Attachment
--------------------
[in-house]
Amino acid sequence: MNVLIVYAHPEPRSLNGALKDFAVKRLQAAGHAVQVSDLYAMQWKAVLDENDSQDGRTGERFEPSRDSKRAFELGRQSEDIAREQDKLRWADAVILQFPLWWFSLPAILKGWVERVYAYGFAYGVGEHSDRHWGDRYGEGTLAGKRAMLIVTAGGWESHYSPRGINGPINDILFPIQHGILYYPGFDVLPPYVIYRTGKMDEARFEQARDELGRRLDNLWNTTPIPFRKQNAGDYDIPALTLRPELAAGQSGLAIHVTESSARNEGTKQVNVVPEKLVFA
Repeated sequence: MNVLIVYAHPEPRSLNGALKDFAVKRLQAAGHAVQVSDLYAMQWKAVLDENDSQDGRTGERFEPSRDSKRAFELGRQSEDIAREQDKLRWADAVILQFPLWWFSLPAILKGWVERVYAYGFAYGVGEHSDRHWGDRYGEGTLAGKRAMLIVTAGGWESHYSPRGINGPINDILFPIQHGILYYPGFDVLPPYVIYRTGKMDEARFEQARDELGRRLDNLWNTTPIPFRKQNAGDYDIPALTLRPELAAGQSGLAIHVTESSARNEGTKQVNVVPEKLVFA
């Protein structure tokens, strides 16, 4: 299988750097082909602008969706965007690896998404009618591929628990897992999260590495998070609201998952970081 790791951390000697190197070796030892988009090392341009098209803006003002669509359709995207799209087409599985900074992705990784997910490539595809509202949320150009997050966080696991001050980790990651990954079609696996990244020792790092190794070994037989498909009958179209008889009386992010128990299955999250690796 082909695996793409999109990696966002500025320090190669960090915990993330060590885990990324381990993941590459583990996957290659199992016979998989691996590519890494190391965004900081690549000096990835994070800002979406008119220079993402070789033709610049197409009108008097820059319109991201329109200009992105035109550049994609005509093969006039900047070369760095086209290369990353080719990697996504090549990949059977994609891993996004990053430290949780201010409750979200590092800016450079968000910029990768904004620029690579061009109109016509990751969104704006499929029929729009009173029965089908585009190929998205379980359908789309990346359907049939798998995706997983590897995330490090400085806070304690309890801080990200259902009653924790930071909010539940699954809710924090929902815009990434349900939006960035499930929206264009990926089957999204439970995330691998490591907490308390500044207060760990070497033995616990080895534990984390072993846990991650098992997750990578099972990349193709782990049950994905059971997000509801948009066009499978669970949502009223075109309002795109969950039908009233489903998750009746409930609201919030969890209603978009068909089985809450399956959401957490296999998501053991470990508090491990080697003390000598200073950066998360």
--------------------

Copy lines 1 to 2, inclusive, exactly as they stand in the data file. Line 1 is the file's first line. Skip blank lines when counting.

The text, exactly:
[in-house]
Amino acid sequence: MNVLIVYAHPEPRSLNGALKDFAVKRLQAAGHAVQVSDLYAMQWKAVLDENDSQDGRTGERFEPSRDSKRAFELGRQSEDIAREQDKLRWADAVILQFPLWWFSLPAILKGWVERVYAYGFAYGVGEHSDRHWGDRYGEGTLAGKRAMLIVTAGGWESHYSPRGINGPINDILFPIQHGILYYPGFDVLPPYVIYRTGKMDEARFEQARDELGRRLDNLWNTTPIPFRKQNAGDYDIPALTLRPELAAGQSGLAIHVTESSARNEGTKQVNVVPEKLVFA